Table 3 Predictors of academic performance of grade at primary schools of Meskan District 2016


The overall prevalence of stunting in this study was 16.9%, similar to a study conducted in West Ethiopia (17%) [7] and Southwest Ethiopia (16%) [18]. But higher than Addis Ababa (7.2%) [19], East Ethiopia (8.9%) [20], Adama Ethiopia (12.6%) [21], Gonder (12.9%) [22] and Northeast Ethiopia (15.5%) [9]. The possible reason for this discrepancy might stem from differential dietary intake, socioeconomic and cultural differences rather than differences in their genetic potential to achieve maximum height. However, the prevalence of stunting among schoolchildren was lower than National study (23%) [6], Tigray Ethiopia (26.5%) [23], Northern Ethiopia 28.5% [11], and East west Ethiopia (24%) [24].

The current study revealed underperformance when compared with a study conducted in Uganda and India of the primary school children was achieved better academic performance [25, 26]. This lower underperformance in the study schools may be attributed to the poor course delivery system and curriculum. The finding of current study also indicated poor academic performance than that study conducted in Southwest Ethiopia had scored better academic performance [4].

The finding of this study showed that grade repetition, class rank and absenteeism were associated with academic performance of students. Consistent with this study finding, a study done in Ethiopia, India and Malaysia, chronic undernutrition is associated with grade repetition [4, 5, 26, 27]. The finding showed that place of residence was negatively associated with the academic performance, similar in other parts of Ethiopia, Sub-Saharan Africa and Western Africa [4, 28,29,30,31,32,33,34].


In general, the present study children had relatively high prevalence of chronic undernutrition. We found that school underperformance was significantly high in the study area. But, chronic undernutrition was not associated with poor academic performance of grade. The majority children were from subsistence farming households and consume foods grown in their local area. In study settings, the production of foods are mainly using for cash crops. However, there is ample evidence that children’s academic performance outcome can be affected by other factors that were not captured in this study, including micronutrient deficiencies, lack of food availability in their households, medical problems, below average intelligence, specific learning disabilities, attention deficit hyperactivity disorder, emotional problems, a poor sociocultural home environment, psychiatric disorders, or environmental factors, and parasitic infections. The study underlines the need for nutrition interventions targeting rural areas to improve children’s academic performance of grade.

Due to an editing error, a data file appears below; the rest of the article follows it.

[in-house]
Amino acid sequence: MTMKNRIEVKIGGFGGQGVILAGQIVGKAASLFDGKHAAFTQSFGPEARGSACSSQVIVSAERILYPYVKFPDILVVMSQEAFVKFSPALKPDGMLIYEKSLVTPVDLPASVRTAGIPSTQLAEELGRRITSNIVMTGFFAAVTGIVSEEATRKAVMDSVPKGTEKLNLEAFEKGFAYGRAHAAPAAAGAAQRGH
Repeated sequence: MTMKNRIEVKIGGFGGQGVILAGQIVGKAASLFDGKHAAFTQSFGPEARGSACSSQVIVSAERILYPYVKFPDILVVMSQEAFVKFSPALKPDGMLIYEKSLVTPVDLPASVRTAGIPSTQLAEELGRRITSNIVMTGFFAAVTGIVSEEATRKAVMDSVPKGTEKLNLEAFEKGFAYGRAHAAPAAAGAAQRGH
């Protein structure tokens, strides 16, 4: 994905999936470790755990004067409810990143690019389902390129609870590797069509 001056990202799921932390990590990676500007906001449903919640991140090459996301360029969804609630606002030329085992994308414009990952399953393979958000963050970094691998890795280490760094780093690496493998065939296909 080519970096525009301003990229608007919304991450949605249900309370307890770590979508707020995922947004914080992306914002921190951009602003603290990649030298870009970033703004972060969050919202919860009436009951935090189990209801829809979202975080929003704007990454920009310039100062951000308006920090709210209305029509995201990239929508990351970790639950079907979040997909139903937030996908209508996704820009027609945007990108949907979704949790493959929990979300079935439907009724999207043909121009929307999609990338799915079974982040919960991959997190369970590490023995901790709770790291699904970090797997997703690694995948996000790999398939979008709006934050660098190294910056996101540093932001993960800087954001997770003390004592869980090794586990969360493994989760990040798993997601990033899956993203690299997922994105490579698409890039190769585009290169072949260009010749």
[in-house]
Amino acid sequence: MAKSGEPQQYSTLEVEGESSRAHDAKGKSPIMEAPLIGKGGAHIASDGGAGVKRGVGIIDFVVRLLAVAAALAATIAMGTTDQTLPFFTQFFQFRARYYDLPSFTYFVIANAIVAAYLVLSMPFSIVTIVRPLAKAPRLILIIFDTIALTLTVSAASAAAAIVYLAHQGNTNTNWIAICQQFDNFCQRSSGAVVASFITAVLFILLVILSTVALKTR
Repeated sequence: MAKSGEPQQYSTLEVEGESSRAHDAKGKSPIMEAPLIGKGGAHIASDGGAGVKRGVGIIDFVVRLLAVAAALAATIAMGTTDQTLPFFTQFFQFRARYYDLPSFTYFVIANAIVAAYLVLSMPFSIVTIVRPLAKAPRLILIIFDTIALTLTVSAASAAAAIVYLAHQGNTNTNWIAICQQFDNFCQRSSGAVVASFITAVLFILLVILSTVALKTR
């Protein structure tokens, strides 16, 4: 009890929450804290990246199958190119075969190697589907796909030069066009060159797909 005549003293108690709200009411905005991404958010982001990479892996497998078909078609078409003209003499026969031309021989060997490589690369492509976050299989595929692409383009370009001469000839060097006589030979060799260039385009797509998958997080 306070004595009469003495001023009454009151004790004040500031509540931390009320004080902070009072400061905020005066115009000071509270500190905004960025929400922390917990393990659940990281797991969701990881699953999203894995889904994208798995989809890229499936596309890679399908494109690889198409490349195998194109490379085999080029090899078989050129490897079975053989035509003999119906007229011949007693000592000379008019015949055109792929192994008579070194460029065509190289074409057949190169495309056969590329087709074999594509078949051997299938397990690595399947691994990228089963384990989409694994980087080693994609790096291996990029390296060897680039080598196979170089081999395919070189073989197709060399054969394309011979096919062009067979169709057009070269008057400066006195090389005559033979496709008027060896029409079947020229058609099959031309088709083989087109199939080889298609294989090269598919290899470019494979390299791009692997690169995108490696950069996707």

• This study used only anthropomorphic measurements and did not assess the micronutrient status of study participants.

  • There may have been differences in the evaluation system for schoolchildren academic performance among the study schools.

  • Furthermore, physical performance capacity and motor skills were not measured in this study.



height for age Z score


Ministry of Health


National Nutrition Program


standard deviation


statistical package for social science


World Health Organization


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Authors’ contributions

TW and TB designed and supervised the study and ensured quality of the data and made a substantial contribution to the local implementation of the study, and TB assisted in the analysis and interpretation of the data. TW, the corresponding author did the analysis and wrote the manuscript and had the responsibility to submit the manuscript for publication. TW and TB highly participated in revising this paper. Both authors read and approved the final manuscript.


The authors would like to thankful appreciation goes to Jimma University, College of Health Sciences for permitting us to conduct this research. We want to extend our gratitude to Education Bureau of Southern Region, Guraghe Zone and Meskan district for their full cooperation. Our gratitude also goes to all participated schools and study participants for their cooperation during data collection period. We would also like to express our grateful to data collectors and supervisors and all individuals who supported and encouraged us during this research work. Finally we acknowledge Dr. David and Dr. Kathleen from Division of Global Health Protection, Center for Global Health, U.S. CDC for their technical support and grammatical editing.

Competing interests

The authors declare that they have no any competing interests.

Availability of data and materials

The datasets used during the current study is available from the corresponding author on reasonable request.

Consent for publication

Not applicable.

Ethics approval and consent to participate

To conduct this study, ethical approval was obtained from Institutional Review Board (IRB) of College of Health Sciences, Jimma University (ref: RpGe/4086/2016). Parents/guardians of the study participants were informed about the objective of the study, risks and benefit, privacy and confidentiality of information they provided. Parents/guardians of the schoolchildren were told that they have the right to refuse to participate at all or can interrupt the question at any time if they feel discomfort to respond for the question. Written and signed informed consent to participate in this study was obtained from the parents/guardians.


The authors have no funding from any organization or individuals.

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Correspondence to Tsedeke Wolde.

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Wolde, T., Belachew, T. Chronic undernutrition (stunting) is detrimental to academic performance among primary schools of adolescent children: a randomized cross sectional survey in Southern Ethiopia. BMC Res Notes 12, 142 (2019).